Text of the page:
Tipping is not obligatory--or common--in Italy.
Be aware that some tourist-savvy service people in Italy know that Americans are pre-programmed to tip everything from waiters to taxi drivers to tour guides and just about anyone who works in a hotel. I've even seen blank lines on the check that says "tip" in English in some Rome restaurants... just waiting for the American sucker to write in a tip... The waiters with the biggest cojones (pardon, in Italian it's palle) will stand there holding their hands out. Reach out, shake it and say "grazie" like a polite Italian would and leave them nothing more than a smile. After all, they are the ones that are living la bella vita, not you. They are the ones with the three hour lunchtime, not you. They are the ones that get a guaranteed full month off in August, not you. You worked hard to earn your trip to Italy, didn't you? Do YOU think you are the "rich American"? Unless they gave you the best service you've ever had in your life, forget the tip.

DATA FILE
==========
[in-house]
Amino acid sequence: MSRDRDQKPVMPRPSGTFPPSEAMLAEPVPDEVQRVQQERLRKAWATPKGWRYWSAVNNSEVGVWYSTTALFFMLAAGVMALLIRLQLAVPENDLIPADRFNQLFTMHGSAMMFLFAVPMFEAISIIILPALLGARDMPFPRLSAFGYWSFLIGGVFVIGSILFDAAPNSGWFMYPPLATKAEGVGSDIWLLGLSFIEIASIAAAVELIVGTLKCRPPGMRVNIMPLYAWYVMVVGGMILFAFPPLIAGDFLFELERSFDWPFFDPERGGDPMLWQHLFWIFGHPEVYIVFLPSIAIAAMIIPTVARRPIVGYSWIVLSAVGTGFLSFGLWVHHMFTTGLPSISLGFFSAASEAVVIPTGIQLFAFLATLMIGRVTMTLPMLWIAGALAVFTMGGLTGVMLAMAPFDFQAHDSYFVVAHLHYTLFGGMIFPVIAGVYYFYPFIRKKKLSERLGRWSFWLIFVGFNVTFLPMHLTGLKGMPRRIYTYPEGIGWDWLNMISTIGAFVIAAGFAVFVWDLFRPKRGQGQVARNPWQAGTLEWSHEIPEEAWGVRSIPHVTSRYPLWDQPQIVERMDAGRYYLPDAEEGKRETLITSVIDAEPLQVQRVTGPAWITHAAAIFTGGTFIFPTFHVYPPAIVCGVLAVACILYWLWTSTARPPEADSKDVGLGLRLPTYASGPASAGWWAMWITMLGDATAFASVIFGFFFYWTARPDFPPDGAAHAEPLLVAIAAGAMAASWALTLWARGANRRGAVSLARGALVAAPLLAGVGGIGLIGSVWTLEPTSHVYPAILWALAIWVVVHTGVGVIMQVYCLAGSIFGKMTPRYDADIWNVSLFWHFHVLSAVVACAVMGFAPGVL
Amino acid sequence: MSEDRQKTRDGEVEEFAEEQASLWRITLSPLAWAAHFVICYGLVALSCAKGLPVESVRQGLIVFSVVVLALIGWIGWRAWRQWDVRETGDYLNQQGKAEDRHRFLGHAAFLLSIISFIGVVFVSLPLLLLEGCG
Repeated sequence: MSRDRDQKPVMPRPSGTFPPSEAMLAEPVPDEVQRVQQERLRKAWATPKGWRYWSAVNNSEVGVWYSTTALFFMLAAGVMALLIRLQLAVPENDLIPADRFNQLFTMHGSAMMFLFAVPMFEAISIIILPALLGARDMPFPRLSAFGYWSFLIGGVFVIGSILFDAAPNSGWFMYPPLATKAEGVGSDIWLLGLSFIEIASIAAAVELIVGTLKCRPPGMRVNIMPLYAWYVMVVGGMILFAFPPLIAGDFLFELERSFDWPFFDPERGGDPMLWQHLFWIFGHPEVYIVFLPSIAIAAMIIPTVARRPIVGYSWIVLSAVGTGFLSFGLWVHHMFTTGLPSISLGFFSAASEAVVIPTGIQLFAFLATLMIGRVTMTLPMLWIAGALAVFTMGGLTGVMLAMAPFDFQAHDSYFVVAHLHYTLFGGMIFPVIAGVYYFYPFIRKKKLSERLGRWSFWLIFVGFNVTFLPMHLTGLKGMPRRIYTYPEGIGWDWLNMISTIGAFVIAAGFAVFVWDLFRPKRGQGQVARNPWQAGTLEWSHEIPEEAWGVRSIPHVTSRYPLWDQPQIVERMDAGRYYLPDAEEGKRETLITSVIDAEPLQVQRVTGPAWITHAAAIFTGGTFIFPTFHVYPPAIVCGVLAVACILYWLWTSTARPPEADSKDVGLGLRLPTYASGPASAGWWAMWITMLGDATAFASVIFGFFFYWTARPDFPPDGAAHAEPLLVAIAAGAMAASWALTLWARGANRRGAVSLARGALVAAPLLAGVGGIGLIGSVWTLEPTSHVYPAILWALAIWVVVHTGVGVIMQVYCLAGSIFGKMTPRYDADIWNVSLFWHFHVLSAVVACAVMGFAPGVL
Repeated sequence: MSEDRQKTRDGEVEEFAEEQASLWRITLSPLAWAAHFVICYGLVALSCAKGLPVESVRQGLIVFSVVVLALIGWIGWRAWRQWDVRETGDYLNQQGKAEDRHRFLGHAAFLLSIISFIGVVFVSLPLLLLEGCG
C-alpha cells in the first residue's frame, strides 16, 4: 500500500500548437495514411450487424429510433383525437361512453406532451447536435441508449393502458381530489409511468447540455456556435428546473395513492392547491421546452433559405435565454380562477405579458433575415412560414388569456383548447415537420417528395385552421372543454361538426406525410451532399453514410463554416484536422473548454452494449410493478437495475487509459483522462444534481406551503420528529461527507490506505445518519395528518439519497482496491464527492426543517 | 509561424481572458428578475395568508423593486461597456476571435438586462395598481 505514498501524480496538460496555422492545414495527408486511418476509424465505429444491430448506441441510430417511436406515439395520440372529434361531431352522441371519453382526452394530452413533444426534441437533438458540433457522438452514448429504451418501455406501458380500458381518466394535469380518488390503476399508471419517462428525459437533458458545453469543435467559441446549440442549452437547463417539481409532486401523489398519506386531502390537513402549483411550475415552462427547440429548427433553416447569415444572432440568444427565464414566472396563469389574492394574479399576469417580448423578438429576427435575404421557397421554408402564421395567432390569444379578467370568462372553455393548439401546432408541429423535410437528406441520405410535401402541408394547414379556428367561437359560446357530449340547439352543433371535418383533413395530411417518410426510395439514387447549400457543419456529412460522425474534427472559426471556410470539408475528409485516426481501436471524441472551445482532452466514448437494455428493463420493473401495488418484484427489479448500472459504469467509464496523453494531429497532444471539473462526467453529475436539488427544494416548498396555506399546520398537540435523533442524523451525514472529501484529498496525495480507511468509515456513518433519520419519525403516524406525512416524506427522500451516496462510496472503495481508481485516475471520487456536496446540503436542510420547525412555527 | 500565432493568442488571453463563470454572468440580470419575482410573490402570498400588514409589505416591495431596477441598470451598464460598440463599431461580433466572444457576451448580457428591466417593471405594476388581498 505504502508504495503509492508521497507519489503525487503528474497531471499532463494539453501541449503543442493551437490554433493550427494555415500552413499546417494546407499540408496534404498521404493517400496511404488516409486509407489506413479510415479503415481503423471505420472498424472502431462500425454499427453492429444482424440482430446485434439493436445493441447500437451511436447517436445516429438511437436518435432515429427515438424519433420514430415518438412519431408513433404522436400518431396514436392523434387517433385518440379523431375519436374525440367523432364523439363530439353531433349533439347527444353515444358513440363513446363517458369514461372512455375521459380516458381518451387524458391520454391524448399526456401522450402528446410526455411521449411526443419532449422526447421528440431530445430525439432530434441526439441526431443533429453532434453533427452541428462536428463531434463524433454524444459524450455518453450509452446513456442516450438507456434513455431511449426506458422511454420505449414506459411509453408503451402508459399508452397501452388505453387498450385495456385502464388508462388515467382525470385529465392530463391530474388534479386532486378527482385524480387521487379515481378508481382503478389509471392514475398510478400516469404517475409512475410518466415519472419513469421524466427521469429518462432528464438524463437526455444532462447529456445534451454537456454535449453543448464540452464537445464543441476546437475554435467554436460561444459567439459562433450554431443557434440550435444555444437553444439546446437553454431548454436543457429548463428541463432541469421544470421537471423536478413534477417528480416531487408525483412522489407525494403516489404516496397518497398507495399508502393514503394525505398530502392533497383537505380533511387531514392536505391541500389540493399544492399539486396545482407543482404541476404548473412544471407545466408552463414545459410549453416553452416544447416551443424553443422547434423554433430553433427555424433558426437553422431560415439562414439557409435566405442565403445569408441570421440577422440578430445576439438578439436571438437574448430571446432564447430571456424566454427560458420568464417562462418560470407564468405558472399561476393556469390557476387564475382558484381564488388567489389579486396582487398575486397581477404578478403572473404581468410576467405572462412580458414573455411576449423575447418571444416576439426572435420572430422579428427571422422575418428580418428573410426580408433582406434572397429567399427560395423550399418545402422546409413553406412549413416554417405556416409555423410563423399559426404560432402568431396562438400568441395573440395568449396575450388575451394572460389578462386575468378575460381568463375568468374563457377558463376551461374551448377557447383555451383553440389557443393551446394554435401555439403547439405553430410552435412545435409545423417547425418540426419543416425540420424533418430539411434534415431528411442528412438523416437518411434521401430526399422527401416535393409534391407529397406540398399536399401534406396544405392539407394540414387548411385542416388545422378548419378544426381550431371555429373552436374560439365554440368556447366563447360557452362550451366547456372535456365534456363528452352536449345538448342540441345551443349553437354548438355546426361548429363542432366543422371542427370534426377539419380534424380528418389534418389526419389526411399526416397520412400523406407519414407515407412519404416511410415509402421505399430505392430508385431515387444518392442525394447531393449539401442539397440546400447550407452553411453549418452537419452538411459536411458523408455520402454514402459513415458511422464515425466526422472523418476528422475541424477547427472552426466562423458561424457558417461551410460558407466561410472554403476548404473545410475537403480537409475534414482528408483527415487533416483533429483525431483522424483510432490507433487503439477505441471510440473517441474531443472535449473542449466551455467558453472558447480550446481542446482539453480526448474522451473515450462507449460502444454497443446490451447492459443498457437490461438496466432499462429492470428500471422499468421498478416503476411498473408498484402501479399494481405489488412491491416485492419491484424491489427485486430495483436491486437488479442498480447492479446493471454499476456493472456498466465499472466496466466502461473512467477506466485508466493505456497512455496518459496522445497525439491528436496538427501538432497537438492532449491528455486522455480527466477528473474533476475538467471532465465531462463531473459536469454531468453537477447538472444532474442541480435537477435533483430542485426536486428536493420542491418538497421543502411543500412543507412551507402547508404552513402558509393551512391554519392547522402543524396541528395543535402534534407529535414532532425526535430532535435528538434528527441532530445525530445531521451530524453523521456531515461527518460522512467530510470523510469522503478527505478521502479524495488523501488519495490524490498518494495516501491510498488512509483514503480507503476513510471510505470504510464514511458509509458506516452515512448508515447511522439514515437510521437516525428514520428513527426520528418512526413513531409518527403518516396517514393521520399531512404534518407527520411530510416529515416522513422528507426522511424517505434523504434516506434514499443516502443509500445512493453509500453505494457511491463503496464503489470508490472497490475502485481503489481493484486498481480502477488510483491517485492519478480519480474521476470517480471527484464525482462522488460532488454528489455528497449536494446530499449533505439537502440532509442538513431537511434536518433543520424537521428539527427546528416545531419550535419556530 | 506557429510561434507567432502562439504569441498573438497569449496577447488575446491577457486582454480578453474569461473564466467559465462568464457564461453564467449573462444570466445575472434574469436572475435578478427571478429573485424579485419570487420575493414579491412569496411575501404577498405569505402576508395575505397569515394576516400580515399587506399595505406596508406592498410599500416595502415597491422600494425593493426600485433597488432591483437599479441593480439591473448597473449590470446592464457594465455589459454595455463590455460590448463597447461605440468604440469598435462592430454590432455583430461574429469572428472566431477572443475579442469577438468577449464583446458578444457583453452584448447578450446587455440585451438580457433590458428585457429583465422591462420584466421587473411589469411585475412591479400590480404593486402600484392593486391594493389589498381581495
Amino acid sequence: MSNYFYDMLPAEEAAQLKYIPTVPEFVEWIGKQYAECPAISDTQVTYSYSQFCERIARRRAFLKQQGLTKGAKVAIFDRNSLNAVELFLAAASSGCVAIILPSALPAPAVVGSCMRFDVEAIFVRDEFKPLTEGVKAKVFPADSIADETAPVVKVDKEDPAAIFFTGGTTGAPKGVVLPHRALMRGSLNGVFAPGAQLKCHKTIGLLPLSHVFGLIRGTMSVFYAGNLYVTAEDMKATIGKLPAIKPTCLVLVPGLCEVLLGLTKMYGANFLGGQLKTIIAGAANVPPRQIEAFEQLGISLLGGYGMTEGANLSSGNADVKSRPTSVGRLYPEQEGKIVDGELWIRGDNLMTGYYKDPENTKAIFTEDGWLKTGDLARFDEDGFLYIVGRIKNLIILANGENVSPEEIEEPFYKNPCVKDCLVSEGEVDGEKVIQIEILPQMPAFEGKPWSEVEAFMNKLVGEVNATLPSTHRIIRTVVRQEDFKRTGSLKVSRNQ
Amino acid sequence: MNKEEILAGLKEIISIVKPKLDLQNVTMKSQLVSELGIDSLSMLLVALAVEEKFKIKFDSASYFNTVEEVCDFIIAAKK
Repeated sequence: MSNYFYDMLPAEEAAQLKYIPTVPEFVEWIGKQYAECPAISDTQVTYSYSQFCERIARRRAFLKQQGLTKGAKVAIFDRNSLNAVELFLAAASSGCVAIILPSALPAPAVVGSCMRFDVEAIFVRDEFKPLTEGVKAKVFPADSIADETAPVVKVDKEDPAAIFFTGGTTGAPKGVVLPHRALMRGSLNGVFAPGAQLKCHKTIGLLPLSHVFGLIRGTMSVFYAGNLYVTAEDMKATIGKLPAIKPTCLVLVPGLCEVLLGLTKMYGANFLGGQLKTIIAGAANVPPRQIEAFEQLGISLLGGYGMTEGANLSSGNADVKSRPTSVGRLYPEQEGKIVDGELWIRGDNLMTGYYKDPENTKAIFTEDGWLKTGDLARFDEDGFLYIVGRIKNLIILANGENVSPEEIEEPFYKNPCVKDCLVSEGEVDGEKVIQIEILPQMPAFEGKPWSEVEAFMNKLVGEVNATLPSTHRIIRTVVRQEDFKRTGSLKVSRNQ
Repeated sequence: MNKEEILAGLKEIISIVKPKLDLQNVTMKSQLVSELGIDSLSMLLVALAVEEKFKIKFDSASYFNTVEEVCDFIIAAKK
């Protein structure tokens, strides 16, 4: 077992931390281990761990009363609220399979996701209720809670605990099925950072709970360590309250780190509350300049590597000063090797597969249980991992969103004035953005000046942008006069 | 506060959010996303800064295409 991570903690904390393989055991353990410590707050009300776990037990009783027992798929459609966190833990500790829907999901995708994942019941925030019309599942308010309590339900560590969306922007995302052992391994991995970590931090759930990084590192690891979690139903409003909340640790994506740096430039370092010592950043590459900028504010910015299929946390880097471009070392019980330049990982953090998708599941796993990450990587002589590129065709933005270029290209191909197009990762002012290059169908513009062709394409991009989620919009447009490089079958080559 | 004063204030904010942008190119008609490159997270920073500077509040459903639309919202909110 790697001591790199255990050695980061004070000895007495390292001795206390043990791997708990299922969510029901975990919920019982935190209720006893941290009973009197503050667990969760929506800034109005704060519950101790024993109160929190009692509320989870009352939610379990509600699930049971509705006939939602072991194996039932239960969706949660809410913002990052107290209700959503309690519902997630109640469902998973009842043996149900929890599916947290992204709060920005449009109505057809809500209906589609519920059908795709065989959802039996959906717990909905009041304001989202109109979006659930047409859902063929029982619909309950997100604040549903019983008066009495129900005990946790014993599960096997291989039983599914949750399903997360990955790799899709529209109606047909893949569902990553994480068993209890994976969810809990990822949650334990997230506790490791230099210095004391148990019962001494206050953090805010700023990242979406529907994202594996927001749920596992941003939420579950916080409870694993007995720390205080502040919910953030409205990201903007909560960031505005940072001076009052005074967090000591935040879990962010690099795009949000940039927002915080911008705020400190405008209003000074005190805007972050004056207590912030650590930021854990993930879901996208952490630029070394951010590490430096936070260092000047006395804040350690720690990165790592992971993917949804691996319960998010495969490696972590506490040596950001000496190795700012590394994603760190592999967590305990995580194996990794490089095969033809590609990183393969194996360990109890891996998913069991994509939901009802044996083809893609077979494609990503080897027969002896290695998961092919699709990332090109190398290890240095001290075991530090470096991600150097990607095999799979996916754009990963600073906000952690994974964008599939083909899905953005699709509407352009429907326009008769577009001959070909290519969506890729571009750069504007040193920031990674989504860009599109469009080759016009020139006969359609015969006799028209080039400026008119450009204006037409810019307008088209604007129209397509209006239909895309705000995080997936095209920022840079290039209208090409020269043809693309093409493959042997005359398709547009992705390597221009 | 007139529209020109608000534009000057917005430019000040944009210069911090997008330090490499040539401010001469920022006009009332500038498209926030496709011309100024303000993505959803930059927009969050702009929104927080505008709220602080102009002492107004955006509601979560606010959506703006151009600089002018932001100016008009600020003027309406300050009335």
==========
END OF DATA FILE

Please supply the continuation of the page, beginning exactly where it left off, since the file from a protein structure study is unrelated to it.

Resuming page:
Fact: In Italy, all waiters earn a decent living wage and don't rely on tips, unlike in the U.S. where waiters and waitresses earn a low hourly rate and earn most of their income from tips.
Consider this: The average daily cost for a traveler in Italy is about $60. If you tipped 20% of that cost, that would be $12 each day--just for tips. For a 2 week vacation, that comes to spending $168 extra! That could be one night in a hotel, or enough to splurge on a one of a kind souvenir that can't be bought anywhere back home, or enough to cover the airline's charge for that extra legroom seat.
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